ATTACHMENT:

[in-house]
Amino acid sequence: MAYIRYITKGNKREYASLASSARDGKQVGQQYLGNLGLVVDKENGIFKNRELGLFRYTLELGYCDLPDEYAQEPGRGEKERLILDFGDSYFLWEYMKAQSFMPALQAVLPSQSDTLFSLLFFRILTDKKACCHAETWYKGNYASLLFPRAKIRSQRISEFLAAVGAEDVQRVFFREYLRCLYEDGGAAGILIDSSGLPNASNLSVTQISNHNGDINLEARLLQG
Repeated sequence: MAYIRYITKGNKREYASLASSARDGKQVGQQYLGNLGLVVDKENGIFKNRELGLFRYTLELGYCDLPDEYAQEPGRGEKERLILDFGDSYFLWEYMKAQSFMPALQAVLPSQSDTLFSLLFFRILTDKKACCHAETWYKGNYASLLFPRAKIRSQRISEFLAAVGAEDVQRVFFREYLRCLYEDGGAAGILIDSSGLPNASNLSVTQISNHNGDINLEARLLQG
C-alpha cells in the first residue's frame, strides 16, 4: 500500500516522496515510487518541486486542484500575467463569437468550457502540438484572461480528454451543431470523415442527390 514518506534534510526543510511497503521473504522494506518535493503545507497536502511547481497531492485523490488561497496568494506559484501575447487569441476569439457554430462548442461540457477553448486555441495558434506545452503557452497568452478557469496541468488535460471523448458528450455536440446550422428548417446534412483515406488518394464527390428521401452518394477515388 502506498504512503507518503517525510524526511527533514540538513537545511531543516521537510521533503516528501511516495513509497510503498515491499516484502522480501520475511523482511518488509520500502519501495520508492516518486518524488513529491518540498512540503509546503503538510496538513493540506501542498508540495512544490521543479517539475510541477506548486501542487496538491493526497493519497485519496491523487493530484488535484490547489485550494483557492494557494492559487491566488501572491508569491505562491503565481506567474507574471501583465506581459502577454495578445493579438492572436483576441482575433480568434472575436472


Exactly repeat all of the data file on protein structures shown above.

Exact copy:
[in-house]
Amino acid sequence: MAYIRYITKGNKREYASLASSARDGKQVGQQYLGNLGLVVDKENGIFKNRELGLFRYTLELGYCDLPDEYAQEPGRGEKERLILDFGDSYFLWEYMKAQSFMPALQAVLPSQSDTLFSLLFFRILTDKKACCHAETWYKGNYASLLFPRAKIRSQRISEFLAAVGAEDVQRVFFREYLRCLYEDGGAAGILIDSSGLPNASNLSVTQISNHNGDINLEARLLQG
Repeated sequence: MAYIRYITKGNKREYASLASSARDGKQVGQQYLGNLGLVVDKENGIFKNRELGLFRYTLELGYCDLPDEYAQEPGRGEKERLILDFGDSYFLWEYMKAQSFMPALQAVLPSQSDTLFSLLFFRILTDKKACCHAETWYKGNYASLLFPRAKIRSQRISEFLAAVGAEDVQRVFFREYLRCLYEDGGAAGILIDSSGLPNASNLSVTQISNHNGDINLEARLLQG
C-alpha cells in the first residue's frame, strides 16, 4: 500500500516522496515510487518541486486542484500575467463569437468550457502540438484572461480528454451543431470523415442527390 514518506534534510526543510511497503521473504522494506518535493503545507497536502511547481497531492485523490488561497496568494506559484501575447487569441476569439457554430462548442461540457477553448486555441495558434506545452503557452497568452478557469496541468488535460471523448458528450455536440446550422428548417446534412483515406488518394464527390428521401452518394477515388 502506498504512503507518503517525510524526511527533514540538513537545511531543516521537510521533503516528501511516495513509497510503498515491499516484502522480501520475511523482511518488509520500502519501495520508492516518486518524488513529491518540498512540503509546503503538510496538513493540506501542498508540495512544490521543479517539475510541477506548486501542487496538491493526497493519497485519496491523487493530484488535484490547489485550494483557492494557494492559487491566488501572491508569491505562491503565481506567474507574471501583465506581459502577454495578445493579438492572436483576441482575433480568434472575436472